i recently posted a photo of figs on instagram and someone commented that they were adorable. aren’t they though? figs are truly the cutest of fruits! with their perfect shape, smooth aubergine-hued skin and varying shades of pink/ruby/berry inside, they may be my favourite little fruit to eat and photograph. don’t even get me started on kumquats. kumquats deserve their own post entirely.
i’ve written before about how i’m really not much of a morning person or a breakfast person, but damn if this blog isn’t making me one. it’s a fun process to develop interesting breakfast recipes that don’t make me shudder at the thought of eating before 2pm.
steel cut oats, also called irish oatmeal or pinhead (har!) oats are so far removed from those gloppy pouches of instant oatmeal. they are both oatmeal the way a can of pop and an 1869 chateau lafite are both drinks.
so why not make the lafite of oatmeal? ok i’m ahead of myself, you can decide if these are that good, with their luscious, juicy roasted figs, honey, ginger, and the secret ingredient, balsamic. don’t be weirded out! a few drops mellow the sweetness of the figs and honey and make the resulting saucy juices really pop. a scatter of toasted pecans hemp seeds adds texture and a hit of protein.
so don’t be a pinhead (like me). eat some breakfast!
steel-cut oats with ginger-roasted figs
1 cup steel-cut oats
4 cups water
1 lb fresh figs, cut in half
4 tbsp. honey
2 slices candied ginger, slivered
3 tsp. balsamic vinegar
1/3 cup toasted pecans, chopped
2 tbsp. raw hemp seeds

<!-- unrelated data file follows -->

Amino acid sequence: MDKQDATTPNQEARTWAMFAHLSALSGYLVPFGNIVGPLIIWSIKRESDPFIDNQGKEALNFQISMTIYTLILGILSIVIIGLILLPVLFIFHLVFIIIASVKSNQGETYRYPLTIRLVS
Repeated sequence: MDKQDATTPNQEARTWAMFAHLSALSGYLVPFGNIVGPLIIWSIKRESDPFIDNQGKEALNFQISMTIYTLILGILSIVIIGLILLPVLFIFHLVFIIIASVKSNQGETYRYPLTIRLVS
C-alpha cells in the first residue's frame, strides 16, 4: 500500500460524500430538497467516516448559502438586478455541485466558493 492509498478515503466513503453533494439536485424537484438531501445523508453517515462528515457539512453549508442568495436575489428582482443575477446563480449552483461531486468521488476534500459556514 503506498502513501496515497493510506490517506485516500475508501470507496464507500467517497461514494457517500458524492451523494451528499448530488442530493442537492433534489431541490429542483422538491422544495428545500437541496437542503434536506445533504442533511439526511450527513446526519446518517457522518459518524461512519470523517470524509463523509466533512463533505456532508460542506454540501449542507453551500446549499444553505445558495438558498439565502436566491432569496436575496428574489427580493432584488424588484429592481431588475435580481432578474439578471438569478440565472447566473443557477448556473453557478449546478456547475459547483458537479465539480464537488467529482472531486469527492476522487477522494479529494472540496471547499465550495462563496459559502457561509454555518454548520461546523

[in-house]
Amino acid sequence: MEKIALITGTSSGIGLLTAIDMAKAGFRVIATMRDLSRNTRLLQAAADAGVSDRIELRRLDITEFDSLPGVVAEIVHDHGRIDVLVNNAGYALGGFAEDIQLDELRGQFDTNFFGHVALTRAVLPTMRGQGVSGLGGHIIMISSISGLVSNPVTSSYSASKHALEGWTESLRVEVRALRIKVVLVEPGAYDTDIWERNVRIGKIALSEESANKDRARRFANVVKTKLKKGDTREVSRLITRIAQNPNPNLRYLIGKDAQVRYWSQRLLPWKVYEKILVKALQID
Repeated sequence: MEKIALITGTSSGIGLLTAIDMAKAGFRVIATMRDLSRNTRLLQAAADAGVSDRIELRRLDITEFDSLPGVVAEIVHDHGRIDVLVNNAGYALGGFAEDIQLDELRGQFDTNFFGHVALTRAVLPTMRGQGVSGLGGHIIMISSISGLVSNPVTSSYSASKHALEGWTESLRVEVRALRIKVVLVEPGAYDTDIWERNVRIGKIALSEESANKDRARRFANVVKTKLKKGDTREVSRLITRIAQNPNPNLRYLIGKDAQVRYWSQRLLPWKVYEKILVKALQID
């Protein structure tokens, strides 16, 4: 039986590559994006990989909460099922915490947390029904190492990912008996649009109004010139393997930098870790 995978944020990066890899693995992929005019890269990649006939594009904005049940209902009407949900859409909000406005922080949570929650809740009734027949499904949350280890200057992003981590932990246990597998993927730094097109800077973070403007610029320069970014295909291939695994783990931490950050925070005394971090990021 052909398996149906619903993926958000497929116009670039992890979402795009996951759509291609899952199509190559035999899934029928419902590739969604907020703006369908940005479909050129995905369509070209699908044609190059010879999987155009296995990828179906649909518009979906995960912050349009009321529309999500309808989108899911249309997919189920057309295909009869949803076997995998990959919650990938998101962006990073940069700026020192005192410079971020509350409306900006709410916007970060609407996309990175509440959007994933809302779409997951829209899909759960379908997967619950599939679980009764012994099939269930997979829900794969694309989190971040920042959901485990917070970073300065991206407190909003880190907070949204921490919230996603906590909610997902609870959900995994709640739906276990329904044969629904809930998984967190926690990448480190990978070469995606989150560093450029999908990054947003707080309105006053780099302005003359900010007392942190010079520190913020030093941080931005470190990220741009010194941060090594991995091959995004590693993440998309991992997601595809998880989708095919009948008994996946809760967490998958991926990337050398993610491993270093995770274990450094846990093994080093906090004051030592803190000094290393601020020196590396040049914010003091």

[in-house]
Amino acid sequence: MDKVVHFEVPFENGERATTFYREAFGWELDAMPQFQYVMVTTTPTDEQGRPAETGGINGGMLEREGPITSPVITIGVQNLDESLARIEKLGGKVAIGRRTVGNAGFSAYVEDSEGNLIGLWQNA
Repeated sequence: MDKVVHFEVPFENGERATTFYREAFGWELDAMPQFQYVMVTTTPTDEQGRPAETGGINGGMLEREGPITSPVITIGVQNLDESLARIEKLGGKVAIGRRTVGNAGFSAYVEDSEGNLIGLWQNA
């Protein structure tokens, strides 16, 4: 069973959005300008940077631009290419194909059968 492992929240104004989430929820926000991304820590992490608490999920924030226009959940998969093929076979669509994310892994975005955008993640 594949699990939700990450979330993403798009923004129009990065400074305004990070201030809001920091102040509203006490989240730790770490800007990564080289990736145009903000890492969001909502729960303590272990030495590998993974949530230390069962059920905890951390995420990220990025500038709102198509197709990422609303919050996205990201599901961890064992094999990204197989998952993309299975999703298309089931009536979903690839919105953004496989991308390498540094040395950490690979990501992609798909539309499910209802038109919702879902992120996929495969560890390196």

prepare the steel cut oats. (this can be done the night before*). in a medium pot bring the water to the boil and add a pinch of salt. stir in the oats. bring back up to the boil, cover, remove from heat, and let stand for 1 hour.
preheat oven to 400f. in a small glass roasting pan, toss together the figs with the honey, balsamic, and ginger. cover tightly with foil, and bake for 20 minutes. remove foil and cool to warm.
spoon oats into a bowl, top with 1/4 of the figs and some of the lovely oozing juices. scatter pecans and help seeds on top.
*you probably already know you can use this method to prepare your oats the night before. i did not make this up. what you will likely find in the morning is a very greeny-blue substance on the surface of your oats. people have asked me,
“what the hell?”
“is this mould!?”
“i left the oats out all night, and they’ve gone bad!”
“am i going to die??”
yes, you are going to die, we all are. but not from the green stuff on overnight oatmeal. they haven’t gone bad and mould can’t grow that fast. it’s a result of a chemical reaction and completely harmless. scrape it off and move on.